On the heels of Sept. 17’s season two finale of HBO’s Winning Time: The Rise of the Lakers Dynasty, fans were shocked to learn that the series had been canceled. Others, like Magic Johnson, were unfazed.
“Well, I never watched it because nobody in this world can tell the Lakers story [like it needed to be told]. The Showtime story? Nobody! Dr. Buss was way ahead of his time as an owner. Our team? Unbelievable! The Laker girls with Paula Abdul? Unbelievable! Nobody can tell that story,” the NBA great told The Hollywood Reporter on Thursday night when asked about it on the red carpet at the Elizabeth Taylor Ball to End AIDS. “So, none of us watched it because it was fictional. You just can’t tell that story. But, hey, that’s on them.”
Based on Jeff Pearlman’s book, Showtime: Magic, Kareem, Riley, and the Los Angeles Lakers, Winning Time chronicled the professional and personal lives of the 1980s Los Angeles Lakers, one of sports’ most revered and dominant dynasties. Max Borenstein and Jim Hecht co-created the series, which starred John C. Reilly as Jerry Buss, Quincy Isaiah as Johnson, Jason Clarke as Jerry West, Adrien Brody as Pat Riley, Sally Field as Jeanie Buss, Dr. Solomon Hughes as Kareem Abdul-Jabbar, Jason Segel as Paul Westhead, DeVaughn Nixon as Norm Nixon, Delante Desouza as Michael Cooper, and Sean Patrick Small as Larry Bird, among others.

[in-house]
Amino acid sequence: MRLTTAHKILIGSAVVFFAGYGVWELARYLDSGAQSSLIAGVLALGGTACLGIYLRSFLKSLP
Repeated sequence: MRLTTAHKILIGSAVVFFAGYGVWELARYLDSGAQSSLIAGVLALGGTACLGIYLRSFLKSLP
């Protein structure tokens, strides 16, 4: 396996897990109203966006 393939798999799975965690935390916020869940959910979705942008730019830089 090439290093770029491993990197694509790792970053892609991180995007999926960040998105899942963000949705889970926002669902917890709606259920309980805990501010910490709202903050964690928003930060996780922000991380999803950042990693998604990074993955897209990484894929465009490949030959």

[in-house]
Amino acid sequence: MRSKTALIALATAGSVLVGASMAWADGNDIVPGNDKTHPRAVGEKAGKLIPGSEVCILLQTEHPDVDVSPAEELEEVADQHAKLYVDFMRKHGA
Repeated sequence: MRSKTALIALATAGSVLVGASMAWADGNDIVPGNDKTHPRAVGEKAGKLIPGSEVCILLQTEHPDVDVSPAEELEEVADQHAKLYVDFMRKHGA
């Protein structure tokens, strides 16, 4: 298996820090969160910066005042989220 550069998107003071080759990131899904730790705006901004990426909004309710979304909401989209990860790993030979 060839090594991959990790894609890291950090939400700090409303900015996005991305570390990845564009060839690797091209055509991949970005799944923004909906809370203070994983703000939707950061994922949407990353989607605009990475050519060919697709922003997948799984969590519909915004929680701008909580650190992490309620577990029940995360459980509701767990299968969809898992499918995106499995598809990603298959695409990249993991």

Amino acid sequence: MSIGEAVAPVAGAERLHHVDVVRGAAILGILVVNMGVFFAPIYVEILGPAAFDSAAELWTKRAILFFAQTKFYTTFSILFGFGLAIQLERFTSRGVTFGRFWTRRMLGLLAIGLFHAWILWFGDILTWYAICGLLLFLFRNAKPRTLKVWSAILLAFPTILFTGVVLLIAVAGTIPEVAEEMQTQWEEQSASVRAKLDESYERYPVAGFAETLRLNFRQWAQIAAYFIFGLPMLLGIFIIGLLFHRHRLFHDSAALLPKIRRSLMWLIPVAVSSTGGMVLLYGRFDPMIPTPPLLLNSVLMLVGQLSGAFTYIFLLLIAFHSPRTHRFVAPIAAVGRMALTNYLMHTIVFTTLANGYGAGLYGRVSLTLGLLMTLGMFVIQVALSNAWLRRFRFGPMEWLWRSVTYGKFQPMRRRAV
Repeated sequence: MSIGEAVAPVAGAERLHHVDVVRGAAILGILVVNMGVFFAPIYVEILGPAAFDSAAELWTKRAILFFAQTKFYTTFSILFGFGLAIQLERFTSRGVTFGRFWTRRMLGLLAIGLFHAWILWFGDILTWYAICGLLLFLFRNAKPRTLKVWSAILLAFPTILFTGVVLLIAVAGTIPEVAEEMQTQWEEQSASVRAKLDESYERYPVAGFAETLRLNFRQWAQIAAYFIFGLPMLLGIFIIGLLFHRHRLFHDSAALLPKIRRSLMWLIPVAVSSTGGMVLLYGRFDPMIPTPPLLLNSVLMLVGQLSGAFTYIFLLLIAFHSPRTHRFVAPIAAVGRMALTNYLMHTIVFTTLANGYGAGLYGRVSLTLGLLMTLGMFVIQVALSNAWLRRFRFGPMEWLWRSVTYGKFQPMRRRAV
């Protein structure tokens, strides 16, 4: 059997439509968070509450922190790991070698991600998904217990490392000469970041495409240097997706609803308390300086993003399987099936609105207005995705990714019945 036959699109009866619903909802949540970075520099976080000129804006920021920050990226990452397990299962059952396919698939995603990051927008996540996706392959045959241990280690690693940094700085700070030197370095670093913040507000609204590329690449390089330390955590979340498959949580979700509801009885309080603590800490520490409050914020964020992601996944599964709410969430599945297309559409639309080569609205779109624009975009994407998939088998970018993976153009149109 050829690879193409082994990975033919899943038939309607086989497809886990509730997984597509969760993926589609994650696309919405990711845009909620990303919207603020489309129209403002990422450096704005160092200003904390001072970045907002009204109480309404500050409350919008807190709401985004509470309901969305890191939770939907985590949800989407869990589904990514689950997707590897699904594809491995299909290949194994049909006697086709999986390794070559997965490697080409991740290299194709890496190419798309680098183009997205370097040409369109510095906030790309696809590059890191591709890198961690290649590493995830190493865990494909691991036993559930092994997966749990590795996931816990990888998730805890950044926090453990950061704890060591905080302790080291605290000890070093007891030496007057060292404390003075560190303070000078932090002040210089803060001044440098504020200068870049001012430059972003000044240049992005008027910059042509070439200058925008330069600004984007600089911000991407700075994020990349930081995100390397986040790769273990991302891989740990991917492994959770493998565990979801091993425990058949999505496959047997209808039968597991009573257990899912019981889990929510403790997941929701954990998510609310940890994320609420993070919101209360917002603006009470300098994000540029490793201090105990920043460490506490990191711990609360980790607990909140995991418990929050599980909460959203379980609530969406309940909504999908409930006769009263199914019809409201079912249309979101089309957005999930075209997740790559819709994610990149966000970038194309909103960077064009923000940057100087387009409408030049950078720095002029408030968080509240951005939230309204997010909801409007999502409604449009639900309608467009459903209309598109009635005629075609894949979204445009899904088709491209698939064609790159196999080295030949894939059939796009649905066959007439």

As for whether Johnson would tackle his own life story in a narrative format, he told THR that he’s open to it. “If I do, I got two of the biggest friends in the business, [Denzel Washington and Samuel L. Jackson],” he said while Jackson stood over his shoulder at the event. “So, if I ever do it, it would be with one of my friends because they already know me. We’ll see.”
Johnson was already the subject of the four-part Apple TV+ documentary series They Call Me Magic. But if he never gets around to the movie or limited series version of his life story, no one could fault him for that, as the 64-year-old has his hands full on the business front. Johnson, chairman and CEO of investment conglomerate Magic Johnson Enterprises, is co-owner of the Los Angeles Dodgers, co-owner the Los Angeles Sparks of the WNBA, Major League Soccer’s Los Angeles Football Club and eSports franchise Team Liquid. He also has controlling interests in EquiTrust, a multibillion-dollar financial services company, and SodexoMAGIC, a food service and facilities management company, among other interests.
Earlier this year, he became one of the co-owners of the Washington Commanders. “I am thrilled that I am an NFL owner and to be able to break down some of those barriers where minorities hadn’t been,” Johnson continued at Thursday’s event. He credited his partners, led by Josh Harris, and said that beyond being among a handful of Black NFL team owners, the decision to invest in another professional sports team made financial sense. “I also love football and it’s a great investment. The upside is good.”